Lost treasures of Strawberry Hill: an exclusive guided tour on Monday 22 October
For the first time in over 170 years, masterpieces from a once famous collection at Strawberry Hill House will be temporarily reunited and displayed in their original positions. In 1842, after Horace Walpole’s death, his collection was dispersed worldwide. In October, many will return home, including Joshua Reynolds’ painting of Walpole’s nieces which will be rehung in the Great Parlour.
The Society has organised a private guided tour for this once-in-a-lifetime experience at 10.30am on Monday 22 October, just three days after the exhibition opens. To book a place email firstname.lastname@example.org and send a cheque for £15 payable to the Richmond Local History Society to Rose Constantine, 6 Ormond Road, Richmond TW10 6TH. No tickets will be issued, but Rose will confirm attendance by email.
Another opportunity to celebrate local history with afternoon tea at Pembroke Lodge
On Sunday 4 November there will be another chance for members and their guests to celebrate local history in our borough with short talks and afternoon tea at Pembroke Lodge in Richmond Park. Numbers are limited, so please apply as soon as possible. Find out more
Our next talk, on Monday 12 November, is on VAD nurses in the First World War
The Nursing Memorial Appeal is seeking funds for a permanent memorial at the National Memorial Arboretum to commemorate all the nurses who died in service during both World Wars, as well as scholarships for today’s student nurses researching or training in the fields of conflict or humanitarian need.
John Drewry’s talk to us on 12 November will include a special focus on the extraordinary story of the Voluntary Aid Detachment (VAD), with particular reference to Richmond borough, including details and pictures of all the buildings requisitioned locally as VAD hospitals during the First World War as well as local residents who became VAD nurses.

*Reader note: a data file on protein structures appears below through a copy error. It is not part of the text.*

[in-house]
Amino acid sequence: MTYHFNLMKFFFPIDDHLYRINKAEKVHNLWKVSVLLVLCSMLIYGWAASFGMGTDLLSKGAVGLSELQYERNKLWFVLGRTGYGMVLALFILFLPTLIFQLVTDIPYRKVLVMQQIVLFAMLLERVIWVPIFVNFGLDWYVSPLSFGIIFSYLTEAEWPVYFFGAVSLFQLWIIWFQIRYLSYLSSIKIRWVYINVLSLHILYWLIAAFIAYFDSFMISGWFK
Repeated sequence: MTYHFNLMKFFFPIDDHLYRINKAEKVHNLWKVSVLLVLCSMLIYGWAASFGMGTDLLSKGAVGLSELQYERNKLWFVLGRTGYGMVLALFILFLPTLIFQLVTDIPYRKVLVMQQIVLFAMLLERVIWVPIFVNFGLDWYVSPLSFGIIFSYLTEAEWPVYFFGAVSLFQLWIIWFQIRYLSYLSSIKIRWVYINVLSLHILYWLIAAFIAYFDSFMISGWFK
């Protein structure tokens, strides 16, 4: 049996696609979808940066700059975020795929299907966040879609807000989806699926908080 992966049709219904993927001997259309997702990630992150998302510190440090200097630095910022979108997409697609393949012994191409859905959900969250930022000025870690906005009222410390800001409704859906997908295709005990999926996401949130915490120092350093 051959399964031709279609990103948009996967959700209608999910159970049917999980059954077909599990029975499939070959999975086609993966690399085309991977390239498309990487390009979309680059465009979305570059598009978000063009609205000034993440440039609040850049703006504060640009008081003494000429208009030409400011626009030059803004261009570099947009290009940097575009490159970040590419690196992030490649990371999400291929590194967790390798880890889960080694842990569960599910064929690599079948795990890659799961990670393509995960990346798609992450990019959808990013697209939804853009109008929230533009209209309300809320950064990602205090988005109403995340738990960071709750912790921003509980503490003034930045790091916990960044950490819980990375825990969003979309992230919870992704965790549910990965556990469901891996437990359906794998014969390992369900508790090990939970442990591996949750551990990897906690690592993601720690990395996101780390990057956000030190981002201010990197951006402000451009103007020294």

There will be a collection after the talk for voluntary donations to the appeal.
Coming up: the Museum of Richmond’s 30th anniversary
Our forthcoming talks include:
- in December, Rebecca Arnott on the history of the Museum of Richmond, which first opened 30 years ago
- in January 2019, Stephen Bartlett on Royston House and the building of Victorian Kew (this will be a joint event with The Kew Society)
- in February, Dr Steven Woodbridge on the League of Nations Union in Richmond
- in March, Jill Lamb on the oral history project Ham is Where the Heart is
- in May, Sir David Williams on Ham in the early 20th century
Reports of previous talks
More than 100 people attended our AGM in May 2018, which was followed by a talk by Jack Andrews on Marianne North, the Victorian botanical artist. Read more and see some pictures taken at the event.
Our website also has reports of some of our previous talks. Find out more
Our Richmond History journal has a new look, and we’ve updated the free index
Richmond History 39, the 2018 issue of our annual journal, has a new design and features a painting by Ron Berryman, a Society member, on the front cover. Copies are available from The Open Book in King Street, Richmond, the Museum of Richmond, The National Archives’ bookshop, Kew Bookshop, Lloyds of Kew Bookshop and our online bookshop.
Great benefits when you join us!
Members receive three newsletters a year, are admitted free to our scheduled talks in 2018, and can buy most of our publications at a discount. See a sample newsletter and find out more about membership.
Oh deer, another Richmond Park myth…
It is sometimes suggested that the “deer leap” or “freebord“, the strip of land immediately outside Richmond Park’s wall, was designed so that if a deer managed to escape its hunters and get beyond the deer leap, it was then free from capture. That’s unlikely, says Richmond Park historian Robert Wood, in an article about the freebord’s history. Find out more
Women in leadership roles at the Vineyard Church
On our Resources pages, Peter Flower, archivist at the Vineyard Church in Richmond, tells us about the history of women in leadership roles in our local Congregational Church. Find out more
You can also find a timeline on Richmond Park and read about the Selwyn family and the development of Richmond. And, to complement John Govett’s piece on Richmond’s Old Burial Ground, we’ve added Stephen Orr’s timeline on Vineyard Passage Burial Ground.